(This entry was adapted from an IRC monologue I made on the fly yesterday.)
I have a problem with KDE that some of the colours get reverted to bad settings. And as I found out (by reading the KDE source) it is stored in kdeglobals, which keeps getting over-rided to one without the appropriate keys.
So I was looking for a way to find out which process overwrites kdeglobals. Now I knew about FUSE which allows one to write File Systems in user-land. And on the FUSE filesystemspage I found loggedFS, which is a logging file system that takes a directory, over-rides it and logs all actions (using the over-rided filesystem as the backend). I decided to give it a try.
Well, it took me some time to get it up and running with my ~/.kde/share/config directory. It required some change to the build system because there was a new FUSE API version. And I needed to add a flag (after trying to find how). I also had to compile and install the fuse kernel module for my kernel. After all that it was up and running.
So I tried to use it with KDE. KDE loaded but konqueror did not run. After some stracing I found the problem was with the KLockFile class and a lock file that was created in the config/ directory.
So after some time of inspecting the code without knowing why exactly it failed, I decided to add some fprintf's there to see what's wrong. I had to compile the apporpriate "kdecore" library, with the changes I added and then use LD_LIBRARY_PATH with konqueror to load the custom library.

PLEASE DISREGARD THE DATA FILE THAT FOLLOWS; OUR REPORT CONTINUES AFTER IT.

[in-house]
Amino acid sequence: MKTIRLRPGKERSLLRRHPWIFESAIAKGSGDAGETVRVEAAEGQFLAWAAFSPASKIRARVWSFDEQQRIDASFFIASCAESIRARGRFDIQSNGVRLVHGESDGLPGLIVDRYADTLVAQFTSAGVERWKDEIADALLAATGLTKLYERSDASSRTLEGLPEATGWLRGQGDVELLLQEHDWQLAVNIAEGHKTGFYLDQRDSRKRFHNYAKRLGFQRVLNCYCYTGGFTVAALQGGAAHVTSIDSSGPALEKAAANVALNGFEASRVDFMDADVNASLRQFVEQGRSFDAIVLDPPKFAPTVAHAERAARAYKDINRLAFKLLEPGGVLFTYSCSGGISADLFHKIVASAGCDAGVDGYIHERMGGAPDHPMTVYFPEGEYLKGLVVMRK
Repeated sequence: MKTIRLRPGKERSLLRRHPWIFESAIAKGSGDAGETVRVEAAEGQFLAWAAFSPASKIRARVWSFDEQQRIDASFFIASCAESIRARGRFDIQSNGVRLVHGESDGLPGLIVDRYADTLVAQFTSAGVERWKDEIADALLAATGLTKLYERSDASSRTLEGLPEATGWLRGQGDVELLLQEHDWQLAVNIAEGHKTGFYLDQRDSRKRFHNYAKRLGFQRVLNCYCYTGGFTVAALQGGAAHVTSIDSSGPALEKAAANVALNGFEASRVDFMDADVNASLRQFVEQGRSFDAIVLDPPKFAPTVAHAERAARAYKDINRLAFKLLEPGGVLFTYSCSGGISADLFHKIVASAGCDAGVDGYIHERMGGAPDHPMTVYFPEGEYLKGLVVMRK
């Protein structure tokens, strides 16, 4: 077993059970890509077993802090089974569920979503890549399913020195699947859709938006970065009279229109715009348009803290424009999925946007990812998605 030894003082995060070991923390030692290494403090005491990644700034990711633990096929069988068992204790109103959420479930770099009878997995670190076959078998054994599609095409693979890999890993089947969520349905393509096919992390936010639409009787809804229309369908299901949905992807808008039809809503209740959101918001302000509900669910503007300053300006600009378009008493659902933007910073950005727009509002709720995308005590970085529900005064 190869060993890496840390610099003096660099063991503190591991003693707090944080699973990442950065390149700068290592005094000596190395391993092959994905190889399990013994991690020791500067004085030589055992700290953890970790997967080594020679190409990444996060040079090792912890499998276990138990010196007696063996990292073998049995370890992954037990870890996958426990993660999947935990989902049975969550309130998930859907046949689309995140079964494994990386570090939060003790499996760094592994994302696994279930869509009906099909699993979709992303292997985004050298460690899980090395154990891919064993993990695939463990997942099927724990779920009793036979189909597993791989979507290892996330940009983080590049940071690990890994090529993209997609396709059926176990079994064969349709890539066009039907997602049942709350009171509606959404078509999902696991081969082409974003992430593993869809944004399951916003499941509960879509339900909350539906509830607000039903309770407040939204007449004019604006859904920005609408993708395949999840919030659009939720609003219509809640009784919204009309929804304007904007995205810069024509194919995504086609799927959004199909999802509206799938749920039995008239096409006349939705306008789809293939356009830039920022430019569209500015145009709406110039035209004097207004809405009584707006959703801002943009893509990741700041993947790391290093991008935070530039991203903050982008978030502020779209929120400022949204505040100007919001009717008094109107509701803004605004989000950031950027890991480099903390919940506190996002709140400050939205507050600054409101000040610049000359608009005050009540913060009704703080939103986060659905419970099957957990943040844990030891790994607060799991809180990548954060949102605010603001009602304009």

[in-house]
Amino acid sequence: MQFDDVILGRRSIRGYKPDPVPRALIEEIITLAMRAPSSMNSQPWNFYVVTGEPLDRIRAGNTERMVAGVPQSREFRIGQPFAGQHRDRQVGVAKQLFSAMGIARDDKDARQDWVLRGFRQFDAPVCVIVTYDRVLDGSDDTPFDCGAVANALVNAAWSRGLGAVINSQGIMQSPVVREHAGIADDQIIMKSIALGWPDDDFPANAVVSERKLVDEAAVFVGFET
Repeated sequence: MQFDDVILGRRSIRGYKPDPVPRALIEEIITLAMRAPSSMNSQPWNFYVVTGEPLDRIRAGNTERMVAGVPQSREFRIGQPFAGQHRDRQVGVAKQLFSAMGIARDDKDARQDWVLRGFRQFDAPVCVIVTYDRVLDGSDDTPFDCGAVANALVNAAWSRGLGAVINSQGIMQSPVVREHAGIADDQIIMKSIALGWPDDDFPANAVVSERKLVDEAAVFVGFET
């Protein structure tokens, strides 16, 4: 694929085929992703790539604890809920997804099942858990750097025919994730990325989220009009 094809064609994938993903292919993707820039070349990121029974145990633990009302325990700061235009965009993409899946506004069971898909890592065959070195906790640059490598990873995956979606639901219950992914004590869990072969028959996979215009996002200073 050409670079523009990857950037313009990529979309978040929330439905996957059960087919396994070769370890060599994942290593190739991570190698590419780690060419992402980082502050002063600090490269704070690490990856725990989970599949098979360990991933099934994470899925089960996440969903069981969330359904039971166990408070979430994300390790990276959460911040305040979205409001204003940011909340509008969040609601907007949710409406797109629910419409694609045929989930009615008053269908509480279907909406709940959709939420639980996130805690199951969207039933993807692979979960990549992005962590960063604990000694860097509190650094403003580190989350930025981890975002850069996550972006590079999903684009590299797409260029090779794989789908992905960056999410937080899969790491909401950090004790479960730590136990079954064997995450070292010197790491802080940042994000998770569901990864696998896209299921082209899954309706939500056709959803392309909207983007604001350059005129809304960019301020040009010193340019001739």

And as it turned out the temporary lock file and its permanent hard link did not have the same inode. This seemed like a problem with the loggedFS mounted filesystem as ls -i returned very low numbers and not the real inodes. So I wanted to see what's wrong.
I added debugs to the loggedFS driver. And debugged the kernel using User-mode Linux. As it turned out the kernel received 0xFFFFFFFF as the inode number. This took me a lot of time to find out. So I decided to compile libfuse with debugging information and find out. After stepping into the fuse functions, I found out that there was a line there that set the inodes to this 0xFFFFFFFF value, because it didn't receive the use_ino option. After I added the use_ino option to loggedFS, konqueror worked with the config directory mounted using it.
I then felt like I wanted to faint.
After running loggedfs, I realised kdeglobals was changed, but the change was not logged. As it turned out it was not done by a write call, but by moving a temporary kdeglobals on top of the permanent one (Using a rename system call). And is it turned out, this was done many times, and only at certain times resulted in the faulty contents. Therefore, I decided to create my own modification of loggedFS, to check for such renames. After doing that, I received the appropriate notice today, and as it turns out it is a kio_smtp kdeinit process. Which means, I'll have to look at its source code.
All of this took more than an entire day of work, while I neglected other priorities. I ended up with 177 unread items in my feeds' aggregator (which I've gone over since), and also neglected my email and had no IM presence. But at least I was successful in getting the problem traced.
- Current Location:Home
- Current Mood: happy
- Current Music:Weird Al Yankovic - Don't Download this Song